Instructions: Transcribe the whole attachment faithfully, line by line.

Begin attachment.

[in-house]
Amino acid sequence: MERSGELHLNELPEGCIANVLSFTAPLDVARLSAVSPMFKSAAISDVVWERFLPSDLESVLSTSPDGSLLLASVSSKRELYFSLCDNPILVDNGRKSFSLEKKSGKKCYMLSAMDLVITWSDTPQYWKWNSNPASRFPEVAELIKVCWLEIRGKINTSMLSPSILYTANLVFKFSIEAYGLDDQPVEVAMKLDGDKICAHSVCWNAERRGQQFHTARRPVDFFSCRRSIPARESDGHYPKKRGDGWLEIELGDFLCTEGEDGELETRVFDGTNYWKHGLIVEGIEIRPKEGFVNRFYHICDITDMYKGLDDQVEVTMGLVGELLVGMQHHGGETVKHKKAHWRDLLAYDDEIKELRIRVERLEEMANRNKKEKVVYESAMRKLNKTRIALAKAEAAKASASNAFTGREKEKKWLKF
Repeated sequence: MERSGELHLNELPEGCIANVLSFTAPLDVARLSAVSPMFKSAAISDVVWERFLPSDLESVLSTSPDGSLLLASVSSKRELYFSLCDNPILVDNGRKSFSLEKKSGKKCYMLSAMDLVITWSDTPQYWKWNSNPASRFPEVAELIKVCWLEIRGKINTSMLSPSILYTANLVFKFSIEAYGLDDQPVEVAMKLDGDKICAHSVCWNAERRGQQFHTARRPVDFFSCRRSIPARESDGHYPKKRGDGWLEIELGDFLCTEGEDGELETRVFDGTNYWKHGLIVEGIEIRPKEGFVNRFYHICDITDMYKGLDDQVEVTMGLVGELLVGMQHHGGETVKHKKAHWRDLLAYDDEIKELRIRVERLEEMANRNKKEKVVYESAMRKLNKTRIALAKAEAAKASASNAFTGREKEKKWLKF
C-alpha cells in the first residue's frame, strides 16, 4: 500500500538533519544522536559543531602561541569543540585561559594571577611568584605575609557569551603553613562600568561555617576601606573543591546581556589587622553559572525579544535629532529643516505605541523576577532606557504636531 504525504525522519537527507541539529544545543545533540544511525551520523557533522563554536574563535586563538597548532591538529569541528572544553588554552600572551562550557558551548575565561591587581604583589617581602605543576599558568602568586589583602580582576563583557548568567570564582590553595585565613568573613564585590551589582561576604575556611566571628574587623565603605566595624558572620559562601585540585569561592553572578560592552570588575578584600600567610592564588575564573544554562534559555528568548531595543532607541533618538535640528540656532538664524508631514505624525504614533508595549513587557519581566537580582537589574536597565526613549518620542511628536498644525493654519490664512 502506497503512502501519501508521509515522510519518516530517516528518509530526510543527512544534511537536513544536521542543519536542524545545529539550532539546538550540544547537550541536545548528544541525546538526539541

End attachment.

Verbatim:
[in-house]
Amino acid sequence: MERSGELHLNELPEGCIANVLSFTAPLDVARLSAVSPMFKSAAISDVVWERFLPSDLESVLSTSPDGSLLLASVSSKRELYFSLCDNPILVDNGRKSFSLEKKSGKKCYMLSAMDLVITWSDTPQYWKWNSNPASRFPEVAELIKVCWLEIRGKINTSMLSPSILYTANLVFKFSIEAYGLDDQPVEVAMKLDGDKICAHSVCWNAERRGQQFHTARRPVDFFSCRRSIPARESDGHYPKKRGDGWLEIELGDFLCTEGEDGELETRVFDGTNYWKHGLIVEGIEIRPKEGFVNRFYHICDITDMYKGLDDQVEVTMGLVGELLVGMQHHGGETVKHKKAHWRDLLAYDDEIKELRIRVERLEEMANRNKKEKVVYESAMRKLNKTRIALAKAEAAKASASNAFTGREKEKKWLKF
Repeated sequence: MERSGELHLNELPEGCIANVLSFTAPLDVARLSAVSPMFKSAAISDVVWERFLPSDLESVLSTSPDGSLLLASVSSKRELYFSLCDNPILVDNGRKSFSLEKKSGKKCYMLSAMDLVITWSDTPQYWKWNSNPASRFPEVAELIKVCWLEIRGKINTSMLSPSILYTANLVFKFSIEAYGLDDQPVEVAMKLDGDKICAHSVCWNAERRGQQFHTARRPVDFFSCRRSIPARESDGHYPKKRGDGWLEIELGDFLCTEGEDGELETRVFDGTNYWKHGLIVEGIEIRPKEGFVNRFYHICDITDMYKGLDDQVEVTMGLVGELLVGMQHHGGETVKHKKAHWRDLLAYDDEIKELRIRVERLEEMANRNKKEKVVYESAMRKLNKTRIALAKAEAAKASASNAFTGREKEKKWLKF
C-alpha cells in the first residue's frame, strides 16, 4: 500500500538533519544522536559543531602561541569543540585561559594571577611568584605575609557569551603553613562600568561555617576601606573543591546581556589587622553559572525579544535629532529643516505605541523576577532606557504636531 504525504525522519537527507541539529544545543545533540544511525551520523557533522563554536574563535586563538597548532591538529569541528572544553588554552600572551562550557558551548575565561591587581604583589617581602605543576599558568602568586589583602580582576563583557548568567570564582590553595585565613568573613564585590551589582561576604575556611566571628574587623565603605566595624558572620559562601585540585569561592553572578560592552570588575578584600600567610592564588575564573544554562534559555528568548531595543532607541533618538535640528540656532538664524508631514505624525504614533508595549513587557519581566537580582537589574536597565526613549518620542511628536498644525493654519490664512 502506497503512502501519501508521509515522510519518516530517516528518509530526510543527512544534511537536513544536521542543519536542524545545529539550532539546538550540544547537550541536545548528544541525546538526539541